The Laurel Forest of Madeira, Portugal
In faraway Portugal there is a protected place, the island of eternal spring, Madeira.
Despite the vagaries of human imagination that associates the word island with sun and beaches, and there are plenty of such places on our planet, Madeira is famous all over the world not at all. In fact, the island beckons with the mysterious name “Laurelsilva”, which not only summarizes the laurel forests, but also other endemics of the flora of a region such as Macronesia. In addition to Madeira, it includes the Canary Islands, the Azores, and the islands of Cape Verde. The nature and landscape are so unique that in 1999, UNESCO declared it a World Heritage Site.
The island remained uninhabited until the beginning of the 15th century, and humans did not come here until 1419, when two Portuguese ships were washed ashore in a storm. At first, the settlers ate only fish and local wild fruits and vegetables. Later grains, meat, and poultry were added to the diet. As the grain crop, including wheat, became scarce, the king of Portugal, under whose control the island was, ordered the cultivation of sugar cane. In view of the high cost of the “sweet salt”, Madeira began to attract traders and entrepreneurs from all over the world.
During the Napoleonic Wars the island was in English hands for a short seven years, but in 1814 returned to Portugal.
Since the XIX century Madeira is becoming famous as a resort. On it, as on the French Riviera, rests royal dynasties, politicians and prominent members of the artistic elite.
Since 1975, the island is autonomous and July 1st is also known as Madeira Day.
The laurel was once the most important plant species in Europe. Almost ninety percent of the original laurel forests have been preserved in their pristine form since ancient times in the subtropical climate. Today, these unique forests, preserved only here, cover fifteen thousand hectares of the slopes of Madeira at an altitude of between three hundred and fifteen hundred meters from sea level. This rare type of forest is a natural habitat for nearly extinct species of flora and fauna, many of which are Tertiary relics that date back to preglacial times.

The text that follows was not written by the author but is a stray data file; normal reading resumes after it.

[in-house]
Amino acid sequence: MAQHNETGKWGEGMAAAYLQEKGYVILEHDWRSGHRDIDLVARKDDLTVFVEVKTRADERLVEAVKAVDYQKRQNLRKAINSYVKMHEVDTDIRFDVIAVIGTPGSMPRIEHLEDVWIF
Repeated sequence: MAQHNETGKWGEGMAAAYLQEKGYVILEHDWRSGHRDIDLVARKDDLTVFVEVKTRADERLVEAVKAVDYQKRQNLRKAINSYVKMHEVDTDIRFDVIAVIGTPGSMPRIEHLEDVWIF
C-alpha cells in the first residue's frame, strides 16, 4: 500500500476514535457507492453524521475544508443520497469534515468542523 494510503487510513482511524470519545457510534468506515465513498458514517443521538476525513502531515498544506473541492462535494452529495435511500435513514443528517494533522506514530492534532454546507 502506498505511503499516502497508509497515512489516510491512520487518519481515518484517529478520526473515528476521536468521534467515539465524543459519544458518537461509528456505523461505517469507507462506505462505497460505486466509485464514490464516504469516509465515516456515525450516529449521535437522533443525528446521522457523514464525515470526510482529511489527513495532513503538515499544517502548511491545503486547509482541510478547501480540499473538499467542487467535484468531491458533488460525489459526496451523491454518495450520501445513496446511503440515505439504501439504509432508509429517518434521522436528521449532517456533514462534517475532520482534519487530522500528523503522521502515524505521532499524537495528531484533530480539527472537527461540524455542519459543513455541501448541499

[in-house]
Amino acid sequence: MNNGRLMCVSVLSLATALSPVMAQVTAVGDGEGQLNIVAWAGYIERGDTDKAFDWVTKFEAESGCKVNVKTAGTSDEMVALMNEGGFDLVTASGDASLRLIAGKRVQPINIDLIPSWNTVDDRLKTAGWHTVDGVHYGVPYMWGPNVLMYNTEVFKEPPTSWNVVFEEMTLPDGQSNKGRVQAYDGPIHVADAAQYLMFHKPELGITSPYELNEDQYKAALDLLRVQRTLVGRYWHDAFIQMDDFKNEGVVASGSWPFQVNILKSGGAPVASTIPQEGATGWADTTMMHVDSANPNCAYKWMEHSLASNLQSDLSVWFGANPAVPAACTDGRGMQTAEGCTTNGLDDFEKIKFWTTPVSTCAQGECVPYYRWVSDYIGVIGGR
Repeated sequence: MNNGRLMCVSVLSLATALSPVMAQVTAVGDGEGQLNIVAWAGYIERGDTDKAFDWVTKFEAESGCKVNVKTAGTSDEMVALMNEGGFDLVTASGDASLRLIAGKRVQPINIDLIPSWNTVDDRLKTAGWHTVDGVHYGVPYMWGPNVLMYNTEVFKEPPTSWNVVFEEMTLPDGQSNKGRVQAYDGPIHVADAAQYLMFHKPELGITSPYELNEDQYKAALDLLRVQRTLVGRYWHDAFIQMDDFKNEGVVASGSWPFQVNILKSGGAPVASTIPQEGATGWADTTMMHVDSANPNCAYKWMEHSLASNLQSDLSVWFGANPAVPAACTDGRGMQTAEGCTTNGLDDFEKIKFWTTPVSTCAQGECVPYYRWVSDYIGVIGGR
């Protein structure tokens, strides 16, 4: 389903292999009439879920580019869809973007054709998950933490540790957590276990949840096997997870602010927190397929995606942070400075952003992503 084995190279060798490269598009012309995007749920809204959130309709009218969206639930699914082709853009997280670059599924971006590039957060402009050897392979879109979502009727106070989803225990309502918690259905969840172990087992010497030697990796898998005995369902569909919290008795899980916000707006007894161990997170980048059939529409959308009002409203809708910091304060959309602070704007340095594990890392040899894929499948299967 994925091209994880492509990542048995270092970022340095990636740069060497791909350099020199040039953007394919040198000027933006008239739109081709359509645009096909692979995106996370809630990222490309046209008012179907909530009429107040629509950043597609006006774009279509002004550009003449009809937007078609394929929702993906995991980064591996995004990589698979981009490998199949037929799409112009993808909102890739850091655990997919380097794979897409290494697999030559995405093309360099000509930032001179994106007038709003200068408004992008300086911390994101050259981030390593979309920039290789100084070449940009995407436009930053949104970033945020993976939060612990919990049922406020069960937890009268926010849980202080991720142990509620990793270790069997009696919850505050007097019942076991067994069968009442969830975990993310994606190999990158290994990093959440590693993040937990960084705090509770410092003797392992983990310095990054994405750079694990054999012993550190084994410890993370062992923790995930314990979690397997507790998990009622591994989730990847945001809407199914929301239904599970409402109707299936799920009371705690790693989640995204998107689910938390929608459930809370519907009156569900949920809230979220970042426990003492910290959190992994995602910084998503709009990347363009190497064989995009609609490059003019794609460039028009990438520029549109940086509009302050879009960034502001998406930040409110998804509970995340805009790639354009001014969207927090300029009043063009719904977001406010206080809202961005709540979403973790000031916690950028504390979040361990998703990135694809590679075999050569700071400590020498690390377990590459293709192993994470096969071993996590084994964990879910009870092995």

Here grow evergreen laurel trees such as barbosano and til, laureiro and vinatocchi, interspersed with the equally valuable species of branco, adenos and bocano. On these lands one can also find forty-meter giants, rare shrubs Folado and Perado, ferns and briophytoa, herbaceous plants and orchids, as well as the rarest varieties of geraniums. In addition, scientists found more than sixty species of vascular and moss-like plants in the local forests. All these representatives of the unique fauna of the island more than fifteen million years ago dominated the entire southern European territory.
Laurissilva is also the habitat of endemic fauna, including rare species of invertebrates, birds and bats. Particularly famous is the Madeira pigeon, a large, dark bird with a silvery neck and a violet tint on its breast.
In order to preserve this diversity of unique endemics, the national park was founded in 1982 by decree of the Madeira Regional Government.
This woodland is a striking example of the local laurel forest. Located on the plateau of Paul de Sierra near the town of Porto Moniz. The humid climate and frequent rains make the plateau a de facto water reservoir to irrigate the lands of arid regions.
And the forests change according to temperature and humidity . At the same time, going for a walk in the forest paths, it is worth bearing in mind that it is better to dress for cold weather and slippery paths. And due to the huge area gives the impression of a lonely walk, regardless of the number of visitors at any given time. It is also worth noting the lack of food outlets in the reserve.